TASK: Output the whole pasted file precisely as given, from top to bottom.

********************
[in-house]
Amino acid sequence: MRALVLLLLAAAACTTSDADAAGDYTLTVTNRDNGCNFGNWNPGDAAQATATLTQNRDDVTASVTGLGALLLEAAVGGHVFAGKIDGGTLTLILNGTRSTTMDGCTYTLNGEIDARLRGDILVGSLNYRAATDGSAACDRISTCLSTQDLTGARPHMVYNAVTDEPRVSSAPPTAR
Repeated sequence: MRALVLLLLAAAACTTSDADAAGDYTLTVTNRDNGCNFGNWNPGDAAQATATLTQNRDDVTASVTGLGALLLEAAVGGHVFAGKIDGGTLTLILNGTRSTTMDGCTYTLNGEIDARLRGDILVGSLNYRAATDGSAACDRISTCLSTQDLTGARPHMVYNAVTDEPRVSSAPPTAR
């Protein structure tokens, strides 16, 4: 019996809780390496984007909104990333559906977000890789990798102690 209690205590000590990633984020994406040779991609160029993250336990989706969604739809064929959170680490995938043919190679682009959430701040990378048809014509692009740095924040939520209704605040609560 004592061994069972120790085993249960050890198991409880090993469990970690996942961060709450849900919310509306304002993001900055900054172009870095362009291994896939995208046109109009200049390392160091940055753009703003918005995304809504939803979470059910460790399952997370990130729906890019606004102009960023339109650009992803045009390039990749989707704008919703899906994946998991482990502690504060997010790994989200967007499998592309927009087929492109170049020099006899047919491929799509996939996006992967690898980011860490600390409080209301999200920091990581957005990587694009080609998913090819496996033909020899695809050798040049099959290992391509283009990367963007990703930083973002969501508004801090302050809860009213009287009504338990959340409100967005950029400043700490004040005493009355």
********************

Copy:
[in-house]
Amino acid sequence: MRALVLLLLAAAACTTSDADAAGDYTLTVTNRDNGCNFGNWNPGDAAQATATLTQNRDDVTASVTGLGALLLEAAVGGHVFAGKIDGGTLTLILNGTRSTTMDGCTYTLNGEIDARLRGDILVGSLNYRAATDGSAACDRISTCLSTQDLTGARPHMVYNAVTDEPRVSSAPPTAR
Repeated sequence: MRALVLLLLAAAACTTSDADAAGDYTLTVTNRDNGCNFGNWNPGDAAQATATLTQNRDDVTASVTGLGALLLEAAVGGHVFAGKIDGGTLTLILNGTRSTTMDGCTYTLNGEIDARLRGDILVGSLNYRAATDGSAACDRISTCLSTQDLTGARPHMVYNAVTDEPRVSSAPPTAR
């Protein structure tokens, strides 16, 4: 019996809780390496984007909104990333559906977000890789990798102690 209690205590000590990633984020994406040779991609160029993250336990989706969604739809064929959170680490995938043919190679682009959430701040990378048809014509692009740095924040939520209704605040609560 004592061994069972120790085993249960050890198991409880090993469990970690996942961060709450849900919310509306304002993001900055900054172009870095362009291994896939995208046109109009200049390392160091940055753009703003918005995304809504939803979470059910460790399952997370990130729906890019606004102009960023339109650009992803045009390039990749989707704008919703899906994946998991482990502690504060997010790994989200967007499998592309927009087929492109170049020099006899047919491929799509996939996006992967690898980011860490600390409080209301999200920091990581957005990587694009080609998913090819496996033909020899695809050798040049099959290992391509283009990367963007990703930083973002969501508004801090302050809860009213009287009504338990959340409100967005950029400043700490004040005493009355």